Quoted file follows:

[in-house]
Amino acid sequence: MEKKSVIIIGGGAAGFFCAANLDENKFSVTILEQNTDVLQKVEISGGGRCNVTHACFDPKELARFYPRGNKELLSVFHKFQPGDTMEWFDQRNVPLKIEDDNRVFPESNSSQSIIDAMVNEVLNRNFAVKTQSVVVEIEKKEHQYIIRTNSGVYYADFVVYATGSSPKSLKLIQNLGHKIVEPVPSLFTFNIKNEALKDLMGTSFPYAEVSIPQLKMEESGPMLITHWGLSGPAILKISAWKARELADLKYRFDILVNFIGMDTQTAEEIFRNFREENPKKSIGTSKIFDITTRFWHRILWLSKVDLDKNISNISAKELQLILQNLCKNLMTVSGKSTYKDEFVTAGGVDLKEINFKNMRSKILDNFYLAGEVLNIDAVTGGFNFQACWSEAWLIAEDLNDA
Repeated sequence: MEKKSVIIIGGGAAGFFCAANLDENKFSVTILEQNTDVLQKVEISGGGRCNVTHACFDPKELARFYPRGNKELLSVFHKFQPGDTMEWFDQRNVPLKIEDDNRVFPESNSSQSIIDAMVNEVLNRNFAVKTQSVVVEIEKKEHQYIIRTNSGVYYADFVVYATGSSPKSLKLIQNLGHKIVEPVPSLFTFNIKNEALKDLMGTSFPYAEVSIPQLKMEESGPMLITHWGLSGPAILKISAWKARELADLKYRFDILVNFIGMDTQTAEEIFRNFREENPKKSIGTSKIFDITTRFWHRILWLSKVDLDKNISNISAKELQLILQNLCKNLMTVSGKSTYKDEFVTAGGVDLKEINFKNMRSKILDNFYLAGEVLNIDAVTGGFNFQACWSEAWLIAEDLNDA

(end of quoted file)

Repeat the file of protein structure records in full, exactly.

[in-house]
Amino acid sequence: MEKKSVIIIGGGAAGFFCAANLDENKFSVTILEQNTDVLQKVEISGGGRCNVTHACFDPKELARFYPRGNKELLSVFHKFQPGDTMEWFDQRNVPLKIEDDNRVFPESNSSQSIIDAMVNEVLNRNFAVKTQSVVVEIEKKEHQYIIRTNSGVYYADFVVYATGSSPKSLKLIQNLGHKIVEPVPSLFTFNIKNEALKDLMGTSFPYAEVSIPQLKMEESGPMLITHWGLSGPAILKISAWKARELADLKYRFDILVNFIGMDTQTAEEIFRNFREENPKKSIGTSKIFDITTRFWHRILWLSKVDLDKNISNISAKELQLILQNLCKNLMTVSGKSTYKDEFVTAGGVDLKEINFKNMRSKILDNFYLAGEVLNIDAVTGGFNFQACWSEAWLIAEDLNDA
Repeated sequence: MEKKSVIIIGGGAAGFFCAANLDENKFSVTILEQNTDVLQKVEISGGGRCNVTHACFDPKELARFYPRGNKELLSVFHKFQPGDTMEWFDQRNVPLKIEDDNRVFPESNSSQSIIDAMVNEVLNRNFAVKTQSVVVEIEKKEHQYIIRTNSGVYYADFVVYATGSSPKSLKLIQNLGHKIVEPVPSLFTFNIKNEALKDLMGTSFPYAEVSIPQLKMEESGPMLITHWGLSGPAILKISAWKARELADLKYRFDILVNFIGMDTQTAEEIFRNFREENPKKSIGTSKIFDITTRFWHRILWLSKVDLDKNISNISAKELQLILQNLCKNLMTVSGKSTYKDEFVTAGGVDLKEINFKNMRSKILDNFYLAGEVLNIDAVTGGFNFQACWSEAWLIAEDLNDA